Historians have said that most of what humans know about ancient cultures is based on funerary artifacts. Certainly no other example of mortuary culture stands out in modern consciousness than the Egyptian pyramids. The first large-scale stone construction in Egypt was the funerary complex of the Third Dynasty king, Netjerikhet Djoser at Saqqara, demonstrating already at this point in history the strong connection between the pyramid and the royal afterlife. This monument was designed by the king's famous vizier and overseer of works: Imhotep. At its center stood a step-pyramid rising in seven stages to approximately 240 feet in height. Pyramid building reached its climax during the Fourth Dynasty. The first king of the dynasty, Snofru, constructed the first true pyramid, but it was his son Khufu (Kheops) who built the first and largest of all the pyramids at Giza. Over 2.3 million blocks of stone averaging around 2.5 tons apiece were used to erect this enormous structure, which attained a height of about 481 feet and whose square base was 756 feet at each side.
These enormous constructions must have placed a considerable strain on the nation's resources, so it is not surprising that after the Fourth Dynasty both pyramids and royal mortuary complexes and their pyramids dramatically decreased in scale and their construction was shoddier. After some rather small monuments at the beginning of the Eighteenth Dynasty, pyramids ceased to be used for royal burials. Nevertheless, the Egyptians continued to consider pyramids as the most preferable tomb form so that small versions were occasionally incorporated into the superstructure of private tombs during the New Kingdom and Ramesside periods.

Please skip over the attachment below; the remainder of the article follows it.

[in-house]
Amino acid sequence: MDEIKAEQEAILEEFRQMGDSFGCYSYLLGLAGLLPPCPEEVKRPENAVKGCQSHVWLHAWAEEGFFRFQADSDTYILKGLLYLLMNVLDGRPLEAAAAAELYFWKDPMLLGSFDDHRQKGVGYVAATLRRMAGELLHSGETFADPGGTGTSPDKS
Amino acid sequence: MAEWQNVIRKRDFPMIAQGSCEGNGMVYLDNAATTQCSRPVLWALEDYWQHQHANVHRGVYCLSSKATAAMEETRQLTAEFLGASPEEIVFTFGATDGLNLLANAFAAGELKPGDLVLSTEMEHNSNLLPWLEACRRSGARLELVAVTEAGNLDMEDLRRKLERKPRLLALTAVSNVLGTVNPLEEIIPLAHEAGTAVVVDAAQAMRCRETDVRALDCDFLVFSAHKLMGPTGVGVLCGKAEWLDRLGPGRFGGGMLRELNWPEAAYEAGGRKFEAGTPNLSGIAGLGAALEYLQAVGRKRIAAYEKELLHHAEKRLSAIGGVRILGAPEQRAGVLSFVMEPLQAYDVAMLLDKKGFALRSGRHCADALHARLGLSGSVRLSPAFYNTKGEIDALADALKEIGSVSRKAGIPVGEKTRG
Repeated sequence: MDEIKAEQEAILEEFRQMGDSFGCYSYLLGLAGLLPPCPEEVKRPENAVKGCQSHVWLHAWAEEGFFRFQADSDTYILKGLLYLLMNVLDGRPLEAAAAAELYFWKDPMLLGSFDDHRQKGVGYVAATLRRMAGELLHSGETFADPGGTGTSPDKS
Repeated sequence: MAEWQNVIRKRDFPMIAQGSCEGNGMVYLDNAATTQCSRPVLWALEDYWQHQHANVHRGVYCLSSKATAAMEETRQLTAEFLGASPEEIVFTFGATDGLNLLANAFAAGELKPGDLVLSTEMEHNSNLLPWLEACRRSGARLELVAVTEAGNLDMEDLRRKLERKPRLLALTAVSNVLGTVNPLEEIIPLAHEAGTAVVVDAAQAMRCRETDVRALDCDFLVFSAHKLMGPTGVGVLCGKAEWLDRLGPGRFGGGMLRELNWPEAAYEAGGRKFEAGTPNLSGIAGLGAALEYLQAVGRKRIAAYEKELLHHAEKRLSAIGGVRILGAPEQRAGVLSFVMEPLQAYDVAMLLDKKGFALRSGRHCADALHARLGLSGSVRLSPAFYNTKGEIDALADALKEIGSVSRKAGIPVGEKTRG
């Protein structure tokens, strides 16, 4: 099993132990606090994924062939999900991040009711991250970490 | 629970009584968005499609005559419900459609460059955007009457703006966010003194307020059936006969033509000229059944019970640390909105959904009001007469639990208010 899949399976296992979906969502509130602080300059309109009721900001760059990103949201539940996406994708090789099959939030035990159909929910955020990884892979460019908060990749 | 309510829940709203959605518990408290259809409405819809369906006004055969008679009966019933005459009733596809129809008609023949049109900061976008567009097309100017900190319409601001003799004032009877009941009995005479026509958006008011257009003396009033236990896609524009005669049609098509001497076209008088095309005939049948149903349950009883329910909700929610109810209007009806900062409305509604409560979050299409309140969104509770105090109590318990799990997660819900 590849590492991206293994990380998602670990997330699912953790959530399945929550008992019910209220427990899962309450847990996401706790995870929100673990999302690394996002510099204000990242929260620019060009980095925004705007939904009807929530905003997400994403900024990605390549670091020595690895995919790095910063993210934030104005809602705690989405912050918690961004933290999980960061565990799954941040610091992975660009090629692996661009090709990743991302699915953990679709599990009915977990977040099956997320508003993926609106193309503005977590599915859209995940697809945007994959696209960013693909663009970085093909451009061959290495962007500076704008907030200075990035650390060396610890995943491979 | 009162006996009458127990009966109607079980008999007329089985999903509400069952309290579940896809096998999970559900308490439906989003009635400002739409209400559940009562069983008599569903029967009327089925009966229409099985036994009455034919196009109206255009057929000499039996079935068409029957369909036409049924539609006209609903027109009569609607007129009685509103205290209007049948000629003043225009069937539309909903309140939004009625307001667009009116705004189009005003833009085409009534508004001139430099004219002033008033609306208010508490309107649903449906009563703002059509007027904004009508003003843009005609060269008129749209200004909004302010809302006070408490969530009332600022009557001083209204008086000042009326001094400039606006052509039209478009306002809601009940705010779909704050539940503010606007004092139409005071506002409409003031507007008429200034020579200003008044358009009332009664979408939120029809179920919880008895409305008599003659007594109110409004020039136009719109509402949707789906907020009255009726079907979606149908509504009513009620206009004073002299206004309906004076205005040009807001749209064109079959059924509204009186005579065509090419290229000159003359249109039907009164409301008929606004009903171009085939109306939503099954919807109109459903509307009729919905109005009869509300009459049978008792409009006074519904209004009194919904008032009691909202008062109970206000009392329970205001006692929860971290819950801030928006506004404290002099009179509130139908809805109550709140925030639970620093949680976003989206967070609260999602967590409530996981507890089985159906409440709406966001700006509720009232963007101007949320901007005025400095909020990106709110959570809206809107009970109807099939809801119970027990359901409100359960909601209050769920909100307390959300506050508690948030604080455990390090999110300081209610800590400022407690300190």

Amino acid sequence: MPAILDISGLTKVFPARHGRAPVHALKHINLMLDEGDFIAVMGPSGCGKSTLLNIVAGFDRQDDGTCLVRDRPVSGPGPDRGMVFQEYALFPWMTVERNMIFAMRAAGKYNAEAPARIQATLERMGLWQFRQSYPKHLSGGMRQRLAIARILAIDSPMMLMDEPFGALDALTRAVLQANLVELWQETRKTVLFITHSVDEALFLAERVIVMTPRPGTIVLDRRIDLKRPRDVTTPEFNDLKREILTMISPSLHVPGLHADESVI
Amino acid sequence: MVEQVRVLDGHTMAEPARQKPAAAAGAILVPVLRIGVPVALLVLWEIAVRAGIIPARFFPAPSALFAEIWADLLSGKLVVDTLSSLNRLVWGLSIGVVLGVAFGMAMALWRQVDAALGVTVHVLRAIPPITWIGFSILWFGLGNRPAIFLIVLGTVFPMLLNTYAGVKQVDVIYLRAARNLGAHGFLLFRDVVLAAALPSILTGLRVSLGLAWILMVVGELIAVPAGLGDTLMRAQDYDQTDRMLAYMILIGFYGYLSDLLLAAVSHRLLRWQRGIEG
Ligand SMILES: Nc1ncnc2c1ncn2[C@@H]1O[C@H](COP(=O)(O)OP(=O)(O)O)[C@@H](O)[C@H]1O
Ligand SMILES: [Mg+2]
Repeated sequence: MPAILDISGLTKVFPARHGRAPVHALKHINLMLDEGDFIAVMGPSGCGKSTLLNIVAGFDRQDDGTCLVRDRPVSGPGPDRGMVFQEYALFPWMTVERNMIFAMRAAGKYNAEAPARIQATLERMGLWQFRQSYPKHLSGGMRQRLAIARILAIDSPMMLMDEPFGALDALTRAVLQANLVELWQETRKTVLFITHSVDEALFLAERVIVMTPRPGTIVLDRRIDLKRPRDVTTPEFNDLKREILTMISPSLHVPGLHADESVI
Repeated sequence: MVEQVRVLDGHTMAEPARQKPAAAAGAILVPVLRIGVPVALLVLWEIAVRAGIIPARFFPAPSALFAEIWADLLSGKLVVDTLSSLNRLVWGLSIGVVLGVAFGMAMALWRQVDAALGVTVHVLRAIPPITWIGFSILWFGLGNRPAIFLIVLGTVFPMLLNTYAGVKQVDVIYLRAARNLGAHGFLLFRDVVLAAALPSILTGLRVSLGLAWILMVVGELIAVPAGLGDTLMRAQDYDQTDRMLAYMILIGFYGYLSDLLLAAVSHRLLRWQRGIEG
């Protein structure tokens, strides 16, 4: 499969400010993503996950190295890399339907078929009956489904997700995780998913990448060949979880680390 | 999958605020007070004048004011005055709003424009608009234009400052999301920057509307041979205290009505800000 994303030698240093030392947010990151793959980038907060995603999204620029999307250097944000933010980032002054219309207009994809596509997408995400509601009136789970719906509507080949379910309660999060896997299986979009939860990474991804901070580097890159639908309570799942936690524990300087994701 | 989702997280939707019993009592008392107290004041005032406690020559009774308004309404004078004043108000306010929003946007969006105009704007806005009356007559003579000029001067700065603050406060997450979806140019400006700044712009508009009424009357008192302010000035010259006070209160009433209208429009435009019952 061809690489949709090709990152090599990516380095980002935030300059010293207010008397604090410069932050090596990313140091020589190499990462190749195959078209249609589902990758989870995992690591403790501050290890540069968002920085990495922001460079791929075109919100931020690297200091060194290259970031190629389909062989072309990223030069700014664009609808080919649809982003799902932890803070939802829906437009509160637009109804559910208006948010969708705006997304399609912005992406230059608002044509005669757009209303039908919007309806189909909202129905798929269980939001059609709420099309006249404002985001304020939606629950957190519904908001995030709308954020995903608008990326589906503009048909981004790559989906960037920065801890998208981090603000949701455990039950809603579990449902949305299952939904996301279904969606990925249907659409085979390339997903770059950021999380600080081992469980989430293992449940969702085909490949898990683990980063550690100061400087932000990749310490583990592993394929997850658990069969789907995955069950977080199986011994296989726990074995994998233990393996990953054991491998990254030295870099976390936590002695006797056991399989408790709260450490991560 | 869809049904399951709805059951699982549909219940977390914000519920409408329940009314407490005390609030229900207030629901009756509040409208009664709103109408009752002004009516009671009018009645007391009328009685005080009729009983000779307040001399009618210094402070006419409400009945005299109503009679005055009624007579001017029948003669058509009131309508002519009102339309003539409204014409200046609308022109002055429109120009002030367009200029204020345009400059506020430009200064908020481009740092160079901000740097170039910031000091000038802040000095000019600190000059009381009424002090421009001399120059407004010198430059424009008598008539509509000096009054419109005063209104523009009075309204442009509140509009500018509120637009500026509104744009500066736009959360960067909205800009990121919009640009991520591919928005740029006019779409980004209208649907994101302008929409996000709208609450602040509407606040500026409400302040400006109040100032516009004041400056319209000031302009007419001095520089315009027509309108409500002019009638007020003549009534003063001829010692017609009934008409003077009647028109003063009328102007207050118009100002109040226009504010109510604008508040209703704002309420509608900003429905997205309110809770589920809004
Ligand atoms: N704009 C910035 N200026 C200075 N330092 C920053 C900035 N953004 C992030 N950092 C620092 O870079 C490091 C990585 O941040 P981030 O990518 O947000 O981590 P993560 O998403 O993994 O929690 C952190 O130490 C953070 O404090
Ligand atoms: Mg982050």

The fact that such an inconceivable amount of energy would be expended on these massive funerary structures has given rise to many fantastical alternative explanations as to their origin and purpose. Even though texts explain little specifically about the meaning of the pyramids and say virtually nothing about how they were built, the preponderance of evidence clearly shows that they were intended as the kings' funerary monuments. A combination of archaeological evidence from the sites along with some sparse textual material clearly demonstrates a connection between these monuments and the royal mortuary cult. However, there was a strong association with worship of the sun god Re, the chief religious belief during the Old Kingdom. The pyramids' shape reminds some of a staircase, but a similarity with a sunburst seems a more probable intent.